plover.steno – Steno data model

This module deals with the fundamental concept in stenography: the stroke. A stroke is a combination of keys all pressed at once; an outline is a series of strokes performed in succession.

Many Plover actions deal with steno strokes, and this will be especially useful to authors of system and dictionary plugins.

Steno Notation

Steno notation refers to the way steno strokes are written textually, such as on the paper tape or in dictionaries. Each stroke is written as a concatenation of several keys, sometimes with a hyphen.

Steno notation is also sometimes referred to as RTF/CRE (Rich Text Format with Court Reporting Extensions) notation, named after the dictionary format that popularized it.

Each steno system has a steno order, or a canonical ordering of all the keys on the layout. For most systems, this is the ordering of the keys from left to right, starting with the left bank, then the thumb keys, then the right bank, but others may use a different order. Well-formed steno notation must have all keys in steno order.

The full list of keys and rules for expressing strokes in steno notation are defined for each steno system. See plover.system – Steno systems for more information.


Combinations of keys can be expressed by concatenating the letters representing them; for example, S-, -E and -T together can be written SET, and K- and W- together can be written KW-. All but one hyphen is removed to separate the left and right bank keys, but the hyphen may be omitted completely if a stroke includes certain keys, such as the -E in SET, or the * in R*R.

Strokes are often written with a hyphen, because without one it may not be fully clear which side each key is on. For example, the P in KPT may refer to either left-hand P- or right-hand -P; writing KP-T or K-PT respectively is unambiguous. Strokes that consist entirely of left bank keys may be written without a hyphen, e.g. KW- can be written KW.

Some strokes may still be resolvable when not completely well-formed, i.e. the hyphen is in the wrong place or doesn’t exist when it should, or the keys aren’t fully in steno order, but it’s not guaranteed to work.


When a part of a stroke represents a number we don’t write the number key; instead, we replace the letter keys with the corresponding numbers.

For example, to express the stroke represented by pressing the S- and T- keys together with the number bar (#) in steno notation, we write 12-, since S- represents the number 1- and T- represents 2-.

If a stroke consists only of a number key, or none of the other pressed keys represent numbers, we still write the number key. For example, # and #-R are both valid steno notation, since -R does not represent a number, but #P- is not (write 3- instead).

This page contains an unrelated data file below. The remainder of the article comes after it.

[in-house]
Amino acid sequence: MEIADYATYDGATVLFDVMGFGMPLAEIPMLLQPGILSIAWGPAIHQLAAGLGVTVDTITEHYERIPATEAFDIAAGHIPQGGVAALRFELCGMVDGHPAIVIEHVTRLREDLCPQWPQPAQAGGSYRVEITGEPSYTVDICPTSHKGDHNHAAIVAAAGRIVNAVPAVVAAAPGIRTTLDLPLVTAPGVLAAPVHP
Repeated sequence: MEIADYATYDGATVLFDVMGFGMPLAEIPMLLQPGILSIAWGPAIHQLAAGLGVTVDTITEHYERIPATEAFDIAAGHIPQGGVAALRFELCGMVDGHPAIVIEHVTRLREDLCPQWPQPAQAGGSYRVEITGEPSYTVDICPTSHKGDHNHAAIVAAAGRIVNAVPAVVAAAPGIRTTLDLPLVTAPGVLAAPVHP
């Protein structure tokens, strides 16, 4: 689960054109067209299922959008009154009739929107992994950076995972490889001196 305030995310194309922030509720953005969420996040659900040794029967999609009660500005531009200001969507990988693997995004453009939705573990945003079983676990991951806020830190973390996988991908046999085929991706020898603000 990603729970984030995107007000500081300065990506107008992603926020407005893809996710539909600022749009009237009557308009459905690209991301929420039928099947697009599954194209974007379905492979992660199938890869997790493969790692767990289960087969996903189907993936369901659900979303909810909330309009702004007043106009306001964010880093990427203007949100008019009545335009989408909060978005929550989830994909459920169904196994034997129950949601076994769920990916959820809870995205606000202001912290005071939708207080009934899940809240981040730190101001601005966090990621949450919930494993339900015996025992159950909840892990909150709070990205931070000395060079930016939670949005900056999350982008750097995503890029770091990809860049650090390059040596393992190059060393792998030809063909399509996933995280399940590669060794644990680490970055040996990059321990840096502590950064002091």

Multiple Strokes

We use the stroke delimiter, /, to separate successive strokes in a single outline. For example, to write the 3-stroke outline for New York Times, we write:


Note that TPHU, KWRORBG and TAOEUPLS are all separate strokes, but the / indicates that they are written in sequence.


The character used to separate successive strokes. This is equivalent to /.

class plover.steno.Stroke(steno_keys)

An object representing a single stroke. steno_keys is a list of steno keys that does not necessarily have to be in steno order; this class is responsible for rearranging them and constructing the steno notation.

steno_keys: List[str]

A sorted list of the steno keys that compose this stroke.

rtfcre: str

The normalized (or canonical) steno notation for this stroke.

The canonical steno notation for a stroke has the following properties:

  • All of the keys are in steno order

  • There is a hyphen only if at least one key on the right bank is pressed and this key is not an implicit separator

  • Number keys are written as numbers rather than using the number key (for example, -8 rather than #-L)

is_correction: bool

Whether this stroke is a correction stroke, and can be used to undo the previous stroke.

plover.steno.normalize_stroke(stroke: str) str

Return the canonical steno notation for stroke.

plover.steno.normalize_steno(strokes_string: str) Tuple[str]

Return the canonical steno notation for the outline. This simply splits the string into individual strokes and calls normalize_stroke() on them.

plover.steno.sort_steno_keys(steno_keys: List[str]) List[str]

Return a new list of steno keys, sorted based on the current system’s steno order.

plover.steno.sort_steno_strokes(strokes_list: List[Tuple[str]]) List[Tuple[str]]

Return a new list of outlines sorted by the number of strokes first, and then the length of each stroke (number of keys).